Caravan parks in Fraser Island

This rugged sandy island is one of Australia’s adventure hotspots.

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95% (4062 reviews)

Popular for caravans and campervans

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Caravan parks in Fraser Island guide


Queensland’s UNESCO World Heritage-listed Fraser Island (K'gari) may be the world’s largest sand island but its landscape offers even more spectacular sights than the giant dunes for which it is famed. The scenery here is dotted with shimmering freshwater lakes, crystal-clear creeks, wind-sculpted cliffs, and lush rainforests, promising ample adventures from swimming to 4WDing and wildlife spotting. Fraser Island is also famed for its dingos, so campers with small children may want to opt for fenced-in campsites. You can visit all year-round but spring (September through November) offers the most comfortable temperatures, reduced humidity, and low rainfall. Plan ahead, especially during school holidays, as camping permits must be acquired before arrival.

Where to go

Central Station

Set inland, 20 minutes west of Eurong Beach Resort, and surrounded by rainforest, campers staying in Central Station can have a great walk along the banks of the freshwater Wanggoolba Creek and through the lush rainforest. Flora and fauna you may come across include the rare king fern Angiopteris evecta, which has the largest fern fronds in the world, as well as turtles and eels, and you’ll also be within easy access of Lake McKenzie, a popular swimming spot. The camping area, typically one of the island’s busiest, is surrounded by dingo-deterrent fence.

Waddy Point

On the island’s northeast coast, Waddy Point offers both beachfront (unfenced) and inland (fenced) camping areas with coin-operated hot showers and picnic tables, as well as capacity for camper trailers. Making Waddy Point your base puts you within easy access of some of the island’s top attractions, including the coastal headland of Indian Head (a good spot for watching dolphins and whales) and the rock pools filled with bubbling water known as the Champagne Pools. You’ll also find plenty of opportunities for fishing, kayaking, and hiking.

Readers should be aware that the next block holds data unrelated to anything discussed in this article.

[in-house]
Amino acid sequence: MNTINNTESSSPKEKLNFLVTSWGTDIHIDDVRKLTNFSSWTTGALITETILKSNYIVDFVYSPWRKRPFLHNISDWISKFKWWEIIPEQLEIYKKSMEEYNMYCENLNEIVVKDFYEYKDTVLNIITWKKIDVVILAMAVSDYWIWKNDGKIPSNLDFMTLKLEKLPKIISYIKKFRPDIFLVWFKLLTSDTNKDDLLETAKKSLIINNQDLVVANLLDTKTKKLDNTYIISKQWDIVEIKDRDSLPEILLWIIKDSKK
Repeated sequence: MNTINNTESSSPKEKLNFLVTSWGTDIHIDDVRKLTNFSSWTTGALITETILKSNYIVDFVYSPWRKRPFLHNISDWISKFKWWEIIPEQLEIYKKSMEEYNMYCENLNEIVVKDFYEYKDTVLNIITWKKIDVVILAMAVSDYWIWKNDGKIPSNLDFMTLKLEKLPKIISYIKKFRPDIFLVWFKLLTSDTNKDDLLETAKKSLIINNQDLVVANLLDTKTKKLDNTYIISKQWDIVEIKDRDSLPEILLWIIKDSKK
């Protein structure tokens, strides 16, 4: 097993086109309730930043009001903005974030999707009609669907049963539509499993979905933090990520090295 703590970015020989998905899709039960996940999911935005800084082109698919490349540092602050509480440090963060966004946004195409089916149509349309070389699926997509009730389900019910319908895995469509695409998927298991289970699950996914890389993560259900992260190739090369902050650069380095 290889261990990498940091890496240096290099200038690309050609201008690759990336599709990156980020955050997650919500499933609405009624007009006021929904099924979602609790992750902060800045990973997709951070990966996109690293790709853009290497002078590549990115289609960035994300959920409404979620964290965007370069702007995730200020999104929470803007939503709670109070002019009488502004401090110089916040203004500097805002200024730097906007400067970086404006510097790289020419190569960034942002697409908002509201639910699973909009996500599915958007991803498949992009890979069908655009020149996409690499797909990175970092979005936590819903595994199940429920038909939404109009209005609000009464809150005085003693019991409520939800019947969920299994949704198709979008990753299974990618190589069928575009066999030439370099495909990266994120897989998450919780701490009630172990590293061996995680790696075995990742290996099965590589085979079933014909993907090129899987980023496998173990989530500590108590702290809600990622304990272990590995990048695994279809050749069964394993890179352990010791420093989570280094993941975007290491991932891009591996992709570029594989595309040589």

Dundubara is located in the middle of the 75-Mile Beach scenic drive on the east coast, halfway between Indian Head and the rusting S.S. Maheno shipwreck, which ran aground in 1935. You’re also within easy reach of Eli Creek, a popular freshwater swimming spot with a long boardwalk. Camping is available in a large fenced-in area behind great sand dunes and it's one of the few camping sites on the island that allows campfires.

Lake Boomanjin

Along the Southern Lakes scenic drive, the distinctly red-hued Lake Boomanjin offers a peaceful setting and opportunities for swimming and kayaking. The secluded lake is typically far less visited than Lake McKenzie, the island’s other famed perched lake. You can camp right by the lake at the fenced-in camping area with picnic tables and surrounded by forest: note that it is walk-in camping only, so there's no vehicle access to the tent sites.

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